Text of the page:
ProcessBlog

2014/09/8

I love working with BOOM! Studios! These folks are making some amazing books and it’s a joy to be a part of it all. This year, we’ve been working on Robocop. I just received the first few issues and the books are amazing. Being the cover artist, I don’t really get to see the rest of the book until it’s completely finalized. But Alex Galer and Ian Brill make this whole book come together like nobody’s business. It’s a joy to see how the work of Carlos Magno, Marissa Louise, and my own communicate.

This is the process for Issue #2 Cover. I’ve also turned it into a gif you can check out in my tumblr.

2014/07/1

It’s been a while since I last did a process post. This one’s long overdue.

I chose my contribution to SCAD-Atlanta Illustration’s Playing Card Deck, The Queen of Hearts, because it was as simple as one of my processes can be. It has few, very well-planned layers that go a long way.

2013/09/19

As I’d mentioned before, I’ve been working on a series of covers for Clive Barker’s Next Testament. The folks behind this project are incredibly talented: art-direction by Chris Rosa, script by Mark Miller, interiors by Haemi Jang, and, of course, Clive Barker himself! Forming part of this team has been inspiring but seriously intimidating.

The more covers Chris & I work on, the more freedom he’s bestowed. It’s incredibly flattering when an art director trusts you so! For issue #8, his direction was simple. “Here’s the thinnest of prompts to all your maximum freedom: Paris, Wick, Julian, and a crowd, with Wick preparing to smite so many people…”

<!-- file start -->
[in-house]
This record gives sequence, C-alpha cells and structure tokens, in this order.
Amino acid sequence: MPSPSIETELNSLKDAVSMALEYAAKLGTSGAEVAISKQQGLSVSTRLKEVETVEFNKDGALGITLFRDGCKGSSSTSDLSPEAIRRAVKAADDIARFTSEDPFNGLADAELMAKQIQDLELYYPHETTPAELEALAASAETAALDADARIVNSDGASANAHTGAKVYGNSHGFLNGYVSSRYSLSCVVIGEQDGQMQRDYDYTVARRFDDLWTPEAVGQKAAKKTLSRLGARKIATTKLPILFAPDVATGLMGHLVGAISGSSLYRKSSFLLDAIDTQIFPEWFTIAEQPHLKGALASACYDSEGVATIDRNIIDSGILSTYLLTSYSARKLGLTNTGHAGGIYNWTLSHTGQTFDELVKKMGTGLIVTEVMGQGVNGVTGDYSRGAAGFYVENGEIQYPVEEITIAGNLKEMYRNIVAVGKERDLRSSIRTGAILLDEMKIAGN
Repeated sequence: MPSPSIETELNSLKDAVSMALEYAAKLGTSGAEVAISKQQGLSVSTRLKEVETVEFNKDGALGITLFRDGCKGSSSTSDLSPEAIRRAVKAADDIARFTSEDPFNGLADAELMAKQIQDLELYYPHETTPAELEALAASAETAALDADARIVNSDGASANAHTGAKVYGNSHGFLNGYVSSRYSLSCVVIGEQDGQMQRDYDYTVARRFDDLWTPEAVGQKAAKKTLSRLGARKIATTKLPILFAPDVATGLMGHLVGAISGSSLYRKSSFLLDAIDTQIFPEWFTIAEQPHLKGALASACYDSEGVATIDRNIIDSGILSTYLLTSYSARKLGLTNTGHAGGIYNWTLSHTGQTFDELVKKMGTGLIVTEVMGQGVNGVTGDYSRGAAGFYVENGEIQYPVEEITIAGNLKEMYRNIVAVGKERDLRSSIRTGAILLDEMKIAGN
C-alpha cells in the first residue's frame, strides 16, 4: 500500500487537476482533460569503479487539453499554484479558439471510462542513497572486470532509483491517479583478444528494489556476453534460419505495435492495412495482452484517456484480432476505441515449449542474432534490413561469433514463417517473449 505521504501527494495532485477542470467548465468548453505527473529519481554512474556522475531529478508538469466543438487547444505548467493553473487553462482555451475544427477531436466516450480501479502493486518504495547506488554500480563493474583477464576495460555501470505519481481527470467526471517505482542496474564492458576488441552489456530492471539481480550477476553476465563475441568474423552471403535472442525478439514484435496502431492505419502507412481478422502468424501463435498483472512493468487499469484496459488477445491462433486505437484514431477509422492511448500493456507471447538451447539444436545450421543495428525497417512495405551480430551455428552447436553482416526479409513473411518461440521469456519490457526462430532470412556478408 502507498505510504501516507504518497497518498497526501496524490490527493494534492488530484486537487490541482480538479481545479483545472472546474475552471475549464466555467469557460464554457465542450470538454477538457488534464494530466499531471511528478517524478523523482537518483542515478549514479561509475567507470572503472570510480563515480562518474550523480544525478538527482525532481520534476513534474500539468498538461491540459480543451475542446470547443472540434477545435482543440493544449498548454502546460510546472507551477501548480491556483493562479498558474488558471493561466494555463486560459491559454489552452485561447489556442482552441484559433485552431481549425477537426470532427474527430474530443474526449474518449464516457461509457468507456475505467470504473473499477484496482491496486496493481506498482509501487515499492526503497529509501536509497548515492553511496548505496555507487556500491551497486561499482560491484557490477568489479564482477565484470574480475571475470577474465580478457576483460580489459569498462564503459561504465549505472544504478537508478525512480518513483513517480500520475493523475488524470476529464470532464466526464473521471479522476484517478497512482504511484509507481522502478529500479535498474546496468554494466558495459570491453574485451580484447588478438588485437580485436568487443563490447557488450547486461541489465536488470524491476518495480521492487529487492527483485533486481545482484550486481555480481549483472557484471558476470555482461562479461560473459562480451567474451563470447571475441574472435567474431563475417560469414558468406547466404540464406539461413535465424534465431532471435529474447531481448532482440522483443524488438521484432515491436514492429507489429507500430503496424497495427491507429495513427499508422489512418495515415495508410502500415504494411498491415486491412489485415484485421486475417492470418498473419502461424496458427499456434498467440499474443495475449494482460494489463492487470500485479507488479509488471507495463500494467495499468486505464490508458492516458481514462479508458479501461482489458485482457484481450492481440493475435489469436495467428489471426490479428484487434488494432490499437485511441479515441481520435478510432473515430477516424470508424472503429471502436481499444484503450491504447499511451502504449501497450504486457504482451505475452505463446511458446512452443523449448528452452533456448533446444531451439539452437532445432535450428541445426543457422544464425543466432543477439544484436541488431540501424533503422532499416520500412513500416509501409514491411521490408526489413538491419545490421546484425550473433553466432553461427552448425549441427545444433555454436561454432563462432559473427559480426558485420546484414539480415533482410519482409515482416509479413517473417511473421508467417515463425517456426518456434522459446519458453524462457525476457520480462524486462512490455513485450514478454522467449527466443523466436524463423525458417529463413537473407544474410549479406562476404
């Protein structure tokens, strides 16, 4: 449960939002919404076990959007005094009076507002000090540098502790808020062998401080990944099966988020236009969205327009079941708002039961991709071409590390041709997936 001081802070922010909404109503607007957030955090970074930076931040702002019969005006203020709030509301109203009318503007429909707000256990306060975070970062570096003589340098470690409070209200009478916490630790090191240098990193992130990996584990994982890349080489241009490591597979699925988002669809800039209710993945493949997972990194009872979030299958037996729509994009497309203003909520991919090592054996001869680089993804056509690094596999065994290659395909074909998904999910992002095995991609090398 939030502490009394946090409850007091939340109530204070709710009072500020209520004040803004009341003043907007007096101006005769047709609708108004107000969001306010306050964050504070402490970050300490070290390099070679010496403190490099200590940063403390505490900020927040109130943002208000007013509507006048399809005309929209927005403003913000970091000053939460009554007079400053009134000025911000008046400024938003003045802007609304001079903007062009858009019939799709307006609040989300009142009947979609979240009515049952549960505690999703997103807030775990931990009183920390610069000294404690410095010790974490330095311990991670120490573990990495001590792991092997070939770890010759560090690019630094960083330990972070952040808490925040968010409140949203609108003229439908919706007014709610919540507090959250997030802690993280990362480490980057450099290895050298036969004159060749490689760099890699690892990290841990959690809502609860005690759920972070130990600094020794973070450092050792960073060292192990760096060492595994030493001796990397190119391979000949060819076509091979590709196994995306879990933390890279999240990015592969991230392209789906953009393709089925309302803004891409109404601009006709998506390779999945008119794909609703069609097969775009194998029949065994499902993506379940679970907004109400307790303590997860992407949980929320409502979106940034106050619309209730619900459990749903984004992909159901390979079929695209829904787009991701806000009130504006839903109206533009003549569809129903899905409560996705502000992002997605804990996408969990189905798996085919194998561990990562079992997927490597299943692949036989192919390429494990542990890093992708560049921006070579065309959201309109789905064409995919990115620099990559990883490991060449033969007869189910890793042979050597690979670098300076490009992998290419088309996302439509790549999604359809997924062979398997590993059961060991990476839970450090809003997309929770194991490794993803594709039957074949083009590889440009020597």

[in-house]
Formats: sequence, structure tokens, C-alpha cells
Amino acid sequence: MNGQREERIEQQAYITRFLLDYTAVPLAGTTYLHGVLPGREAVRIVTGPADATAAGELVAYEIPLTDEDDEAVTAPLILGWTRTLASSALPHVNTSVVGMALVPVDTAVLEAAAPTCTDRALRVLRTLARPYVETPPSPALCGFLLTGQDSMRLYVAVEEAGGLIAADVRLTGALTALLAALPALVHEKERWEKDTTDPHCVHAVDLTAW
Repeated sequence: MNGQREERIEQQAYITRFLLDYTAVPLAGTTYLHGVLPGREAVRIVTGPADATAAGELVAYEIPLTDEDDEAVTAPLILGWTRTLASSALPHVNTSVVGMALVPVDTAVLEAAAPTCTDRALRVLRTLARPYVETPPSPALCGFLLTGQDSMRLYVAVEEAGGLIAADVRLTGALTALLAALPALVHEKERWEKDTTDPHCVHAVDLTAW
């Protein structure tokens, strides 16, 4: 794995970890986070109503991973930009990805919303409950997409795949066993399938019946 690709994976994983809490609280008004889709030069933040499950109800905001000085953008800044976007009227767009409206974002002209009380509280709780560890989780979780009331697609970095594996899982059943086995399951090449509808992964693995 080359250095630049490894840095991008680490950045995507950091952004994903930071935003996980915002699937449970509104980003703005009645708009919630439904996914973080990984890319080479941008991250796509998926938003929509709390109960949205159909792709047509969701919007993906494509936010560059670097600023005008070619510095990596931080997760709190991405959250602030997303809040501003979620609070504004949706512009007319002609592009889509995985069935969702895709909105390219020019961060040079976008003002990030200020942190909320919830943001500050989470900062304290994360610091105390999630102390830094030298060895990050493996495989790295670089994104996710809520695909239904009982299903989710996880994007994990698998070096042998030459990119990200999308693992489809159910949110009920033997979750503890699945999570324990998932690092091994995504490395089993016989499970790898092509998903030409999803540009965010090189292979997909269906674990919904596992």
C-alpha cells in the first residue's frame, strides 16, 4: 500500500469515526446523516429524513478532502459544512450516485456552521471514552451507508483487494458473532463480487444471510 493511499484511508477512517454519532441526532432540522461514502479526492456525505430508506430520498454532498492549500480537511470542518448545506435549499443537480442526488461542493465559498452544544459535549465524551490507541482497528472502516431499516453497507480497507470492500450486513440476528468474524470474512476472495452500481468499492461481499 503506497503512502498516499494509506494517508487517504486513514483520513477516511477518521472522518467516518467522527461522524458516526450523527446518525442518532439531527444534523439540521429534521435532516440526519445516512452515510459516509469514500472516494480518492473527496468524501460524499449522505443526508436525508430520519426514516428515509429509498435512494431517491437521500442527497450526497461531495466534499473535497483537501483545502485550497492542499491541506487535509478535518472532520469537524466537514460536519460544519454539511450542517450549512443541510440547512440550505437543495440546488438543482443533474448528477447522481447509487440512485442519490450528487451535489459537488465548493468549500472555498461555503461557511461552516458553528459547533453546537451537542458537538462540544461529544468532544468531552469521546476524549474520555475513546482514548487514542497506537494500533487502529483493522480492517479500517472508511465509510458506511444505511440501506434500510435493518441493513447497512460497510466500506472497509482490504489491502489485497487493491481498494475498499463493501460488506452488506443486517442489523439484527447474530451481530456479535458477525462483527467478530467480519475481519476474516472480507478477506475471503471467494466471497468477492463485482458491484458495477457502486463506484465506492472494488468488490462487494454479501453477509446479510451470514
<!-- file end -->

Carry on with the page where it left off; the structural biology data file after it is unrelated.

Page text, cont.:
Although I experimented with some very violent compositions, my two best ideas were indeed the simpler ones.

Chris chose thumbnail #1, Wick descending over a graphic map of Paris. He recommended we bring Wick’s hands into the composition and the feet be slightly pointed.

At this point, I took the liberty of having Wick look straight at the viewer. It made the piece more engaging. I also traced over google maps…

… and I’m not ashamed…

… since, once the colors came in, it started looking morbid, like some sort of circulatory system. It was a very pleasant surprise. I wish I could show how Wick’s colors came about with a more detailed, visual explanation. Unfortunately, I go crazy painting this guy and I end up doing it in one single layer. Even worse, I always forget to take screen shots. I’ll try to remember next time.

I decided to enhance the circulatory system concept by adding colors associated with blood: plums, blues, and tons of scarlet reds…

… and specks and droplets always come in handy!

Just last night, Chris was so kind to send it back to me with title in place. It’s definitely been the proudest I’ve been of these covers!